Immediately following knee replacement, pain and swelling make regaining range of motion a challenge. The swelling inhibits movement as the knee area is bulkier, tender and just not as mobile as it would be without the swelling which may permanently impede flexibility if left untreated.Details
Know Your Limitations, Know Your Options, Plan Ahead and Be Prepared. Strategies for Great Vacations.Details
Long-form talks from three orthopedic surgeons. .Dr. Kenneth Krumins, Dr. Chris Manseau, and Dr. Robert Dean speak to the members of Knee Group The Villages.Details
In early 2016, Frank underwent total knee replacement on his left leg, which went well. The next phase however proved to go NOT so well, and for one reason or another, Frank ended up living with a 102 – 103 degrees of flexion for the next 2+ years. “Normal” flexion for most of us is somewhere between 135 – 140 degrees, with nothing hindering us.
Frank was stuck!Details
In the physical therapy world it is not uncommon for the P.T. abbreviation, which is supposed to stand for Physical Therapy, to also be referred to as Pain and Torture. Unfortunately this is a very common reference for those who have gone through a total knee replacement. But is the “no pain no gain” approach really the best?Details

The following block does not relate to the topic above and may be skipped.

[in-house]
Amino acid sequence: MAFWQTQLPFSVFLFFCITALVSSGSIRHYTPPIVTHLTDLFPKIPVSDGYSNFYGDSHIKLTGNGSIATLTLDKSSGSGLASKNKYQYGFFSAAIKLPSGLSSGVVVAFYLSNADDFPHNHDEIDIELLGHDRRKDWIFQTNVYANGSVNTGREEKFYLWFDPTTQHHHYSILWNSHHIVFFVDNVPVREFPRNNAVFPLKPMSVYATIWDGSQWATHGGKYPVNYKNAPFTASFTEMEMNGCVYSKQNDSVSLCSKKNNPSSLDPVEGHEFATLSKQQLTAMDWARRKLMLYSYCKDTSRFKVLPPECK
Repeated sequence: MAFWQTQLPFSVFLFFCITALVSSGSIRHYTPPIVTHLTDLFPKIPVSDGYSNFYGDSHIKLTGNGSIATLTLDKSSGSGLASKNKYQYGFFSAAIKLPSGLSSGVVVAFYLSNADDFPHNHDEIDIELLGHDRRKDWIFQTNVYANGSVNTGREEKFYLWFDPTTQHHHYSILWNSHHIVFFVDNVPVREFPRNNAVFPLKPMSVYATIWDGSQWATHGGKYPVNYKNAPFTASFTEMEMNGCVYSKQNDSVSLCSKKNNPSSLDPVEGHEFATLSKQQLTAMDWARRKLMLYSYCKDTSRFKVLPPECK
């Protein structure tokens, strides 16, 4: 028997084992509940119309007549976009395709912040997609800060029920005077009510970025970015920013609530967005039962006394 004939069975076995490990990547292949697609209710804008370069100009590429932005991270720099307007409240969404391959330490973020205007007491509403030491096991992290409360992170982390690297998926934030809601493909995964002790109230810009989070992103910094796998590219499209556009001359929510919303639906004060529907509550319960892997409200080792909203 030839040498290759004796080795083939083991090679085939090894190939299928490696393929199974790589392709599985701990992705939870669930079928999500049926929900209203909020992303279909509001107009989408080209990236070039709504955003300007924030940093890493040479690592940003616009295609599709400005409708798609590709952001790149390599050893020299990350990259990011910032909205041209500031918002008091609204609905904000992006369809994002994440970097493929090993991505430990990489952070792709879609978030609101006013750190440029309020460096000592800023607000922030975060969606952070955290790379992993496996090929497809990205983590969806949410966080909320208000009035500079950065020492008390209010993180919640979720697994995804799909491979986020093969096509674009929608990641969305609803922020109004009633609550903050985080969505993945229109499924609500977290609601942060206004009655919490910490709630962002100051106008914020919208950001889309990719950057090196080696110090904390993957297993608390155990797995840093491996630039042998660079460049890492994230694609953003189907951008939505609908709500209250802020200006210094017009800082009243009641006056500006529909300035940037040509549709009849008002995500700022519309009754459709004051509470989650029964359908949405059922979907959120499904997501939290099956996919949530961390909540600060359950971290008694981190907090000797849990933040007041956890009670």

For me it was a game changer. I was at a point six weeks post surgery where I truly felt that at 67 years old this might be how I was going to finish my life was just sort of hobbling around, and hope I didn’t hurt the other knee by doing that, but it gave me such a new lease on life. I’m 68 years old, soon to be 69, and I can see myself working for the next 10 years as long as I continue to enjoy it as I do, and I am literally pain free.Details
One of the biggest concerns among the aging population is falling, and for good reason. A fall can be the beginning of a decline in your lifestyle. It is also the leading cause of fatal and non-fatal injuries in older Americans, according to the NCOA, or National Council On Aging.Details